"I ate scallops before I ate Pablum," claims Judy Eberspaecher, author of the new Totally Scallops: Not Just Another Cookbook. When she was a child, fish pedlars delivered to her mother's door in New Ross, NS, twice a week.
"What have you got today?" Judy's mother would call. The pedlar would rhyme off the catches of the day: "Tongues and cheeks! Scallops! Fresh mackerel!"
When it was scallops, Judy's mother prepared them the same way each time. "Mom used to roll them in flour and sauté them in butter." Judy and her three siblings would eat about six apiece. "That was the only way I ever ate them, unless of course you went to the Exhibition and got them deep-fried." She says, "This book is for people who want to go beyond that."
It was as an exiled Atlantic Canadian that Judy first got the idea for this book. She had left Nova Scotia in the '60s to work as an elementary school teacher in Ontario. A friend, Gerry Rice, used to visit her often from Nova Scotia, bringing 100 lbs (45 kg) of frozen Digby scallops at a time for Judy and her friends. Favourite recipes circulated among the friends for years. Judy collected them, vowing to turn them into a book one day.
After she retired from teaching, she joined her husband Alex as a photographer on his travel writing trips. Everywhere she went-Tunisia, Japan, Israel, Brazil, Norway, Australia, New Orleans and back again to Atlantic Canada-she sampled scallops and added to the recipes she'd been collecting since those memorable childhood meals. "In the back of my mind, I knew I always wanted to do something with them," she says.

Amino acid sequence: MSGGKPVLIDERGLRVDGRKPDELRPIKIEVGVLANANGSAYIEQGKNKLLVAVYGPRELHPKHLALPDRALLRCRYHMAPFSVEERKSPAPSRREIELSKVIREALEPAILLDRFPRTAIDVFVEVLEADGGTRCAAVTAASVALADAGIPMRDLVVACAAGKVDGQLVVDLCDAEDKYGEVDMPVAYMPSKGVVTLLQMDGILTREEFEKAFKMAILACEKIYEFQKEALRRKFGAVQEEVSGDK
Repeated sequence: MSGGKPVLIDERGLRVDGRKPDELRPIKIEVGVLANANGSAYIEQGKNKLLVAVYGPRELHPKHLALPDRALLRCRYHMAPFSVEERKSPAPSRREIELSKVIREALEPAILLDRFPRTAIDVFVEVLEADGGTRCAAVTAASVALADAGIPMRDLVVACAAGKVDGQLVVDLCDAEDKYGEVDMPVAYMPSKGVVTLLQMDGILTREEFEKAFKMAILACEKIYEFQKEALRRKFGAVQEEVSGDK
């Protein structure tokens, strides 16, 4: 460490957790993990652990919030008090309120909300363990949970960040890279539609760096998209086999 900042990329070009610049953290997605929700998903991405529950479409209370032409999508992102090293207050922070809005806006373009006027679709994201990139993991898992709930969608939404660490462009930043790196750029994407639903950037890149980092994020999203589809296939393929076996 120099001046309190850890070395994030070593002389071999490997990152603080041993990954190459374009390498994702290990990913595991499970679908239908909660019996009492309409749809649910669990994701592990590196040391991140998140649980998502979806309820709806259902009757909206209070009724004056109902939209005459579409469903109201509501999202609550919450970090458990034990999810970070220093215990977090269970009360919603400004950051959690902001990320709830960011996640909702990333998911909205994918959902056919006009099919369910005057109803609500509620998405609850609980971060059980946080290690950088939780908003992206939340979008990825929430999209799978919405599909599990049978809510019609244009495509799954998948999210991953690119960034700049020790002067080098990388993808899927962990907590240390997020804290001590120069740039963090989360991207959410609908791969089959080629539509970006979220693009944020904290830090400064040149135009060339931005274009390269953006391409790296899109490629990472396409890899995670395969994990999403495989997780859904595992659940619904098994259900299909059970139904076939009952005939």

In the book's introduction, she writes, "After seeing those bits of paper in my cupboard for over 20 years, I was on the verge of throwing them out when I told my husband Alex what my intentions had been. From that point onward, he would not let the idea die."
In researching the subject, Judy came to realize how little she knew about scallops and the scallop fishery. So when the Bedford Institute of Oceanography and O'Neil Fisheries of Digby offered a scallop fishing trip aboard the Royal Fundy on the Bay of Fundy, she jumped at the chance. "I have a new respect for fishermen," she says. The crew showed her how to handle the fishing and navigation equipment. "They were so good to me," she says. "Very patient and never laughed at me or made fun of me when I screwed up."
Back in Digby, Judy looked around for the best places to eat scallops. She found it difficult to find them prepared in any but the most traditional ways. However, over at the Digby Pines Resort Judy found chef Claude AuCoin working his magic. He wrapped scallops in nori sheets (the dried seaweed used to make sushi) and coated them in crumbled dulse, a locally harvested seaweed.
Her book presents this and another 100 or so recipes from six continents featuring dozens of scallop varieties, placing Eastern Canada firmly in world-class company.
As the subtitle suggests, the book is more than just a cookbook. It's also packed with interesting facts about scallops and the places they're fished and eaten, as well as the fishermen, fishmongers, chefs and home cooks who love them. For example, chef Theo Randall at the InterContinental in London, UK, offers this scallop advice: "Treat them like miniature tenderloins. They have such a great texture and flavour that they don't need much help."
The book is dedicated to her friend, Gerry Rice, who has since passed away. It's handsomely illustrated with photographs, many of which are Judy's own. Her husband, Alex, provides an inspiring survey of the wines that best complement scallops plus a quick look at harvesting and farming methods around the world.